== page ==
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Measuring the surfaces of thin, parallel optics can be challenging. When optics are less than a few millimeters thick, their front and back surfaces are so close together that it is difficult for standard interferometry to tell them apart. Fortunately, the right metrology equipment makes it possible to distinguish the surfaces and characterize the quality of both in a single measurement, even if they are less than a millimeter thick.
Thin Is In
Thin, planar optics are in increased demand these days, typically in semiconductor and consumer electronics applications. As manufacturers work to put more capabilities into their devices, they are also pressured to reduce the thickness and mass. Manufacturers introducing flexible smartphones, for example, require thin, bendable displays.
Optics manufacturers need to ensure that the surface form of thin glass is flat and free of material deformities as variations in the substrate and its surface characteristics can cause visible distortions in the display.
Commercial solutions exist for the metrology of plane parallel optics, such as wavelength shifting and low-coherence interferometry. A more advanced wavelength shifting technique is Fourier-transform phase-shifting interferometry (FTPSI), which enables easy characterization of the front and back surface, optical thickness variation, and material homogeneity of thin plane parallel glass.
Hard To Separate
Traditional mechanical phase shifting interferometry (PSI) can’t distinguish the front surface of a thin, parallel optic from the back surface because the two surfaces are so physically close together. PSI works by passing a light beam through an ideal reference optic, called a transmission flat (TF), to the part under test. Phase shifting is achieved with a calibrated mechanical motion of the TF. When properly aligned, the TF and the part under test create an interference pattern, recorded as an interferogram. The metrology software analyzes the height variations produced by the phase shifts and reconstructs the surface wavefront, which represents the difference in height between the TF and the test part.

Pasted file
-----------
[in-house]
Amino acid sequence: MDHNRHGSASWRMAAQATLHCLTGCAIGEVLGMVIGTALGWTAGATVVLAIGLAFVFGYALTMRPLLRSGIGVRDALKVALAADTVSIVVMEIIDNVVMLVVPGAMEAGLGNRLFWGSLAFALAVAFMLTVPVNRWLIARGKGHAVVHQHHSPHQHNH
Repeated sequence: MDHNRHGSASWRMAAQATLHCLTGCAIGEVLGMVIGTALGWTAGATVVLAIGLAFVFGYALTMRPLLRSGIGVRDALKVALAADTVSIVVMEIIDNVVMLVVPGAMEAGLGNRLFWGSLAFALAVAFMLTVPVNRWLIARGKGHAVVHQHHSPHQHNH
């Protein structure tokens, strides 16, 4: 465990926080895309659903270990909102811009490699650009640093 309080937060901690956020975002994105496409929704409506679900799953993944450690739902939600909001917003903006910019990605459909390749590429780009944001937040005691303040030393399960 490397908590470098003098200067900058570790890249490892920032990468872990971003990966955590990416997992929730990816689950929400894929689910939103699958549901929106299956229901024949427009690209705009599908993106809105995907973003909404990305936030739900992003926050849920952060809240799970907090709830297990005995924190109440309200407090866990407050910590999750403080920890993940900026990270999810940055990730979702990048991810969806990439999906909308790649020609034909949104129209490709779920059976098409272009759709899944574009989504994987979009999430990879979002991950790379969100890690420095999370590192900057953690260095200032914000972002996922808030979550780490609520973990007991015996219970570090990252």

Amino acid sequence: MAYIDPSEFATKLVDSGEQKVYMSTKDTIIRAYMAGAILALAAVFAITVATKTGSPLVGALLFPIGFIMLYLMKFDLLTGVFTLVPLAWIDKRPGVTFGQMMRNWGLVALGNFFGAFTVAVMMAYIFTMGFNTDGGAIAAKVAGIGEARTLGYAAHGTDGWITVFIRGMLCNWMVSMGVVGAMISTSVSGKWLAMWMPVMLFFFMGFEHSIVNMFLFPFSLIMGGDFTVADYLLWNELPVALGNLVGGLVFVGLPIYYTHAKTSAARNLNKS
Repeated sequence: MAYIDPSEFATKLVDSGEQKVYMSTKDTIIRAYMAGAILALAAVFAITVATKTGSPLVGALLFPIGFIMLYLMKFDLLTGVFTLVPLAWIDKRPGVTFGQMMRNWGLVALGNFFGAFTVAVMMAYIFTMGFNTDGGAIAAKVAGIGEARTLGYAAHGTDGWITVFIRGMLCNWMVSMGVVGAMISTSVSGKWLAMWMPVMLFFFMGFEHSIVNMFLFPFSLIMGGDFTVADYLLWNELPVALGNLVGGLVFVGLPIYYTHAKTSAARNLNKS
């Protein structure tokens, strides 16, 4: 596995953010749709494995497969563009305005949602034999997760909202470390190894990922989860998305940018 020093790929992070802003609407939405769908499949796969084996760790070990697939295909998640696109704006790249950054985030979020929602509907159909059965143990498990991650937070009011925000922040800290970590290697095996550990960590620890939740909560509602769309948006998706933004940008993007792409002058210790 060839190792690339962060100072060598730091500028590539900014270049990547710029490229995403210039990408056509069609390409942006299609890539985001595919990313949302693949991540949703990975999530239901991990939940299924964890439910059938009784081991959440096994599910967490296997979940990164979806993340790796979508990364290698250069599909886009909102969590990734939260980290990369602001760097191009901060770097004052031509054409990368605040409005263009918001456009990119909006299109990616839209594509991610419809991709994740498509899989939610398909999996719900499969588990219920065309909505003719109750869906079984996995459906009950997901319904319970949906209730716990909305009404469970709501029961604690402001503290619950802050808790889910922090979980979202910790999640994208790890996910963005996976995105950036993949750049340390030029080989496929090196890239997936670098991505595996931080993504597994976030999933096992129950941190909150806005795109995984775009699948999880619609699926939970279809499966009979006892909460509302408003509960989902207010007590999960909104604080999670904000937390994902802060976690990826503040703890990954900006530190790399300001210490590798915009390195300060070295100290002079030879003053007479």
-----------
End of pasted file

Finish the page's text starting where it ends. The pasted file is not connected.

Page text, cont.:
In the case where a thin, parallel part is being measured, a second reflection is returned to the interferometer from the back surface. This results in multiple, overlapping interferograms with a complex fringe pattern that PSI cannot accurately analyze. (See image 1.)
Image 1: Complex fringe pattern caused by multiple surface reflections
Methods have been developed to overcome the fundamental limitations of measuring thin parallel parts with PSI, such as coating the back surface with materials that extinguish its reflection. Applying black paint, coloring with a dark marker, or spreading petroleum jelly on the surface takes time and adds additional, undesirable steps to the metrology process. Operators also run the risk of damaging or distorting a thin part.
FTPSI acquisition does not require manipulation of the back surface. It actually uses the back surface reflection to gain more information about the part in a single measurement. Instead of relying on mechanical motion within the measurement cavity, FTPSI depends on modulation of the wavelength of the laser to create the measurement. Each cavity in the optical path in an FTPSI acquisition produces a unique interference frequency that defines its cavity length, enabling a clear delineation and accurate characterization of each surface.
The algorithms, then, can analyze multiple wavefronts and characterize the form of each surface independently. The simplest FTPSI measurement is a three-surface configuration that consists of the TF (surface #1) and the test part (surfaces #2 and #3). (See image 2.) In this configuration, the back surface result will include material non-uniformities. For higher accuracy measurements of the back surface, a four-surface configuration can be used by placing a reference flat (RF, surface #4) behind the test optic. In this configuration, the form of surface #3 is compared to the known RF without the contribution of the material in the part.
Image 2: Example of a 3-surface and 4-surface configuration